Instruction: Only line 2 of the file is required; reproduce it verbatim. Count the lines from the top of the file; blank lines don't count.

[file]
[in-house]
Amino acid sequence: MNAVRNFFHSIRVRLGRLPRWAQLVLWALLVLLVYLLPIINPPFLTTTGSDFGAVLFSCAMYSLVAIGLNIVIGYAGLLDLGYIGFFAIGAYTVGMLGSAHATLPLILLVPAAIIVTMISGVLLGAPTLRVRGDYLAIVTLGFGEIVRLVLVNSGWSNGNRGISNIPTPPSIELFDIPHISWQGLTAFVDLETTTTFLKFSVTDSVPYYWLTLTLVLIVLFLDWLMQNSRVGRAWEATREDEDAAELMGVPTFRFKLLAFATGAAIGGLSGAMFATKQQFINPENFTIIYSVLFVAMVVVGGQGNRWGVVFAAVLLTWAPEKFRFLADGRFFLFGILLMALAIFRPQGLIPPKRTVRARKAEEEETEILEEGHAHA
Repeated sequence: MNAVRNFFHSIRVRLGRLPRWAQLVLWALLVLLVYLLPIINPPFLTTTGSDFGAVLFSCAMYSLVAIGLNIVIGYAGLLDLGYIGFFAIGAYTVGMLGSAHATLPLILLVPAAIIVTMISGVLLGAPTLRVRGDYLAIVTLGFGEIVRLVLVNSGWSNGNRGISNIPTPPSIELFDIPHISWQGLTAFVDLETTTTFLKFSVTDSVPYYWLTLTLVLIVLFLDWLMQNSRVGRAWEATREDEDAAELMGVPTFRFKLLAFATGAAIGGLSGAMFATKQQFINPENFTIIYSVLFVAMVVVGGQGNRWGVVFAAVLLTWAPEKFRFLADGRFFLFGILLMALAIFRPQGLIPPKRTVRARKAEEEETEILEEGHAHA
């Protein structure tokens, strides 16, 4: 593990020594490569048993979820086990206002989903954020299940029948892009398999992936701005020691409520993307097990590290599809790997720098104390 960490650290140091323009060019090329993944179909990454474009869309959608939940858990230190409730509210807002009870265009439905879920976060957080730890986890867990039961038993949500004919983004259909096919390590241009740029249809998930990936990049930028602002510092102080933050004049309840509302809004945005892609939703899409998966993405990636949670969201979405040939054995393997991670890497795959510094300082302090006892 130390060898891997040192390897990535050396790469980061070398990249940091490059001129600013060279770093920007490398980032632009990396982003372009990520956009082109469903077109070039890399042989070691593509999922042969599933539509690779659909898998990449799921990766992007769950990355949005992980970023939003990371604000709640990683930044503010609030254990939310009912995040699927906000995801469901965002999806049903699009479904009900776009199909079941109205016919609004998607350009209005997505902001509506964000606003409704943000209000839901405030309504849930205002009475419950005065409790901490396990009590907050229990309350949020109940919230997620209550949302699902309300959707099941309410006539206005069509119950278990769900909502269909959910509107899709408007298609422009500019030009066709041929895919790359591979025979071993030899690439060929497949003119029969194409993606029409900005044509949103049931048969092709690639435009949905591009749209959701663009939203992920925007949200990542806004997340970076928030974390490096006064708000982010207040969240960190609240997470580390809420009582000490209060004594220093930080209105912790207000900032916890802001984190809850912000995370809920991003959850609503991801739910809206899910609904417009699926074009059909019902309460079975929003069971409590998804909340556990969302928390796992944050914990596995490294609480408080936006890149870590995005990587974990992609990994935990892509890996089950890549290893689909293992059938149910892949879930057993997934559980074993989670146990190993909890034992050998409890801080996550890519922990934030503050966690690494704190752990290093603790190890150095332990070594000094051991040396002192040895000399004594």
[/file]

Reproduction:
Amino acid sequence: MNAVRNFFHSIRVRLGRLPRWAQLVLWALLVLLVYLLPIINPPFLTTTGSDFGAVLFSCAMYSLVAIGLNIVIGYAGLLDLGYIGFFAIGAYTVGMLGSAHATLPLILLVPAAIIVTMISGVLLGAPTLRVRGDYLAIVTLGFGEIVRLVLVNSGWSNGNRGISNIPTPPSIELFDIPHISWQGLTAFVDLETTTTFLKFSVTDSVPYYWLTLTLVLIVLFLDWLMQNSRVGRAWEATREDEDAAELMGVPTFRFKLLAFATGAAIGGLSGAMFATKQQFINPENFTIIYSVLFVAMVVVGGQGNRWGVVFAAVLLTWAPEKFRFLADGRFFLFGILLMALAIFRPQGLIPPKRTVRARKAEEEETEILEEGHAHA